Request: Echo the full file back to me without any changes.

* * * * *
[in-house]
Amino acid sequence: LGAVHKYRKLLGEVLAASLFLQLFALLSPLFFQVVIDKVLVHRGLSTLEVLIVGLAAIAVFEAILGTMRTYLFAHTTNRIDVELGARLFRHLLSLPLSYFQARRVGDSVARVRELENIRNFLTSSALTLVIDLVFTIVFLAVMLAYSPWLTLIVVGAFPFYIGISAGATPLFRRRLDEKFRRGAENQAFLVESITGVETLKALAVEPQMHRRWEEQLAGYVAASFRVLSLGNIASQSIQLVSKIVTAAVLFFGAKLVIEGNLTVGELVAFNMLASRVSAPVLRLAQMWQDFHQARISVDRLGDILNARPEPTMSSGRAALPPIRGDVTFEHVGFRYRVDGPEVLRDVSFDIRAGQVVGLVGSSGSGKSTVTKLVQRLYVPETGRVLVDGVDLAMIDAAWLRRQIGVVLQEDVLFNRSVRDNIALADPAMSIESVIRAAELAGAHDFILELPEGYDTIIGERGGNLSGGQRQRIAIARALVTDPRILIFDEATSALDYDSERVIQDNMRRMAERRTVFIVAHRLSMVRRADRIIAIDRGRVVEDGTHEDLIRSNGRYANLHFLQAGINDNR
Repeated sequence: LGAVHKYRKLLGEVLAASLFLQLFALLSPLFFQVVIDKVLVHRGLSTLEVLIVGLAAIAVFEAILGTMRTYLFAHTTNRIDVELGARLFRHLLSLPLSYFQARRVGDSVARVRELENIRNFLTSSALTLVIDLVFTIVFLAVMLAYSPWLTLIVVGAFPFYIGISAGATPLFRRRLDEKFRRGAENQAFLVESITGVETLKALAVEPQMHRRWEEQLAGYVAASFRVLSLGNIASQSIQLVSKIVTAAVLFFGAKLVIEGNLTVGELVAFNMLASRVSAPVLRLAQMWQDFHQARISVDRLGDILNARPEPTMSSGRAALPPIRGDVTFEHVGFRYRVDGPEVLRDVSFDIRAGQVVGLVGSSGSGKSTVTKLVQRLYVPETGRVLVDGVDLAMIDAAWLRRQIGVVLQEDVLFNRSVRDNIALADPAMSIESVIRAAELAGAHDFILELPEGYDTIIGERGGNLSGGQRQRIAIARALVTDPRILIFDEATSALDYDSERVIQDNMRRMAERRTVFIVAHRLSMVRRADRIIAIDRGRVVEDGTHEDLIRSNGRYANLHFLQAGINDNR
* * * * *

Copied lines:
[in-house]
Amino acid sequence: LGAVHKYRKLLGEVLAASLFLQLFALLSPLFFQVVIDKVLVHRGLSTLEVLIVGLAAIAVFEAILGTMRTYLFAHTTNRIDVELGARLFRHLLSLPLSYFQARRVGDSVARVRELENIRNFLTSSALTLVIDLVFTIVFLAVMLAYSPWLTLIVVGAFPFYIGISAGATPLFRRRLDEKFRRGAENQAFLVESITGVETLKALAVEPQMHRRWEEQLAGYVAASFRVLSLGNIASQSIQLVSKIVTAAVLFFGAKLVIEGNLTVGELVAFNMLASRVSAPVLRLAQMWQDFHQARISVDRLGDILNARPEPTMSSGRAALPPIRGDVTFEHVGFRYRVDGPEVLRDVSFDIRAGQVVGLVGSSGSGKSTVTKLVQRLYVPETGRVLVDGVDLAMIDAAWLRRQIGVVLQEDVLFNRSVRDNIALADPAMSIESVIRAAELAGAHDFILELPEGYDTIIGERGGNLSGGQRQRIAIARALVTDPRILIFDEATSALDYDSERVIQDNMRRMAERRTVFIVAHRLSMVRRADRIIAIDRGRVVEDGTHEDLIRSNGRYANLHFLQAGINDNR
Repeated sequence: LGAVHKYRKLLGEVLAASLFLQLFALLSPLFFQVVIDKVLVHRGLSTLEVLIVGLAAIAVFEAILGTMRTYLFAHTTNRIDVELGARLFRHLLSLPLSYFQARRVGDSVARVRELENIRNFLTSSALTLVIDLVFTIVFLAVMLAYSPWLTLIVVGAFPFYIGISAGATPLFRRRLDEKFRRGAENQAFLVESITGVETLKALAVEPQMHRRWEEQLAGYVAASFRVLSLGNIASQSIQLVSKIVTAAVLFFGAKLVIEGNLTVGELVAFNMLASRVSAPVLRLAQMWQDFHQARISVDRLGDILNARPEPTMSSGRAALPPIRGDVTFEHVGFRYRVDGPEVLRDVSFDIRAGQVVGLVGSSGSGKSTVTKLVQRLYVPETGRVLVDGVDLAMIDAAWLRRQIGVVLQEDVLFNRSVRDNIALADPAMSIESVIRAAELAGAHDFILELPEGYDTIIGERGGNLSGGQRQRIAIARALVTDPRILIFDEATSALDYDSERVIQDNMRRMAERRTVFIVAHRLSMVRRADRIIAIDRGRVVEDGTHEDLIRSNGRYANLHFLQAGINDNR